Advantages of permanent mold casting – good finish, low porosity, high production rate
Disadvantages of permanent mold casting- Expensive, limited shapes
Examples of permanent mold casting –gears, gear housings

6. Die Casting :

The die casting process forces molten metal under high pressure into mold cavities (which are machined into dies). Most die castings are made from nonferrous metals, specifically zinc, copper, and aluminium-based alloys, but ferrous metal die castings are possible. The die casting method is especially suited for applications where many small to medium-sized parts are needed with good detail, a fine surface quality and dimensional consistency.
 
Advantages of die casting – Excellent dimensional accuracy, high production rate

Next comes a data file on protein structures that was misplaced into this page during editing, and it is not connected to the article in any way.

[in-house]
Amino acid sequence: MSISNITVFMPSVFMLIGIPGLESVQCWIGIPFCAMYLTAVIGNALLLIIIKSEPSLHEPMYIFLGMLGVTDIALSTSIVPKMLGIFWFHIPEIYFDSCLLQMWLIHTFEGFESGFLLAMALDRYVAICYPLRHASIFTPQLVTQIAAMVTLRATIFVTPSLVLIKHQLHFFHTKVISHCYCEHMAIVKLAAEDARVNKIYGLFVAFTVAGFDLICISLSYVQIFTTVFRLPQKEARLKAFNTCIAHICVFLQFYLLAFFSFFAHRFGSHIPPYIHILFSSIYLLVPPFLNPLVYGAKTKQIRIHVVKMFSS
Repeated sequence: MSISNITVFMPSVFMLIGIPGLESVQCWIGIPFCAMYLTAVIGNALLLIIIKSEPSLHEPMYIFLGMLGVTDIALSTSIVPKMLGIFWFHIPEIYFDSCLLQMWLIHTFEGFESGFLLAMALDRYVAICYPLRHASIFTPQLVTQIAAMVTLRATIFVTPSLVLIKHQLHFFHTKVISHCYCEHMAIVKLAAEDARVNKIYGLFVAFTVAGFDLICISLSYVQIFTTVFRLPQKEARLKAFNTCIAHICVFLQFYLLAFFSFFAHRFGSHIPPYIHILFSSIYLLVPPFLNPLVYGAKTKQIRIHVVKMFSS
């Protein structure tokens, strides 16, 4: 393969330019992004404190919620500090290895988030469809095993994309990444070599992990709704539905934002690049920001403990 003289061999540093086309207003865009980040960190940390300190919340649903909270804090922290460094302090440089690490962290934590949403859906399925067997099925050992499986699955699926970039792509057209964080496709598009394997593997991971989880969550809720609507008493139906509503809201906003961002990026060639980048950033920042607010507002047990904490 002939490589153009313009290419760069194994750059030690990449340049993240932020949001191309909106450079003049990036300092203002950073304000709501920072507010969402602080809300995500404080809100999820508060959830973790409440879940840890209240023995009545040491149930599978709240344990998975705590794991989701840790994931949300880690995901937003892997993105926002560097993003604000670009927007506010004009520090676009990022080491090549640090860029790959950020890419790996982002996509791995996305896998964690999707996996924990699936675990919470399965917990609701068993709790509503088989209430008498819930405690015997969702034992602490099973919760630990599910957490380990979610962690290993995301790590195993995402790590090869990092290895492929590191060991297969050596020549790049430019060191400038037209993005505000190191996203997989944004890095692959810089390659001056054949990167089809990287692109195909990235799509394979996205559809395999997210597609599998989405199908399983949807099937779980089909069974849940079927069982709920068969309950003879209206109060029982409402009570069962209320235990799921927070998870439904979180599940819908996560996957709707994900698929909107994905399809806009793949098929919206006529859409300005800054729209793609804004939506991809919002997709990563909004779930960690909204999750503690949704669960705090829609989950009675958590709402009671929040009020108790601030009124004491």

Disadvantages of die mold casting- costly dies, small parts,  non-ferrous metals
Examples of die mold casting -precision gears, camera bodies, car wheels

7. Plaster mold casting

Plaster casting is similar to sand casting except that plaster of paris is substituted for sand as a mold material. Generally, the form takes less than a week to prepare, after which a production rate of 1–10 units/hr·mold is achieved, with items as massive as 45 kg (99 lb) and as small as 30 g (1 oz) with very good surface finish and close tolerances.
  • Advantages of plaster mold casting – complex shapes, good surface finish
  • Disadvantages of plaster mold casting– non-ferrous metals, low production rate
  • Examples of plaster mold casting -prototypes of mechanical parts

8. Continuous casting

Continuous casting is a refinement of the casting process for the continuous, high-volume production of metal sections with a constant cross-section. Molten metal is poured into an open-ended, water-cooled mold, which allows a ‘skin’ of solid metal to form over the still-liquid centre, gradually solidifying the metal from the outside in. After solidification, the strand, as it is sometimes called, is continuously withdrawn from the mold.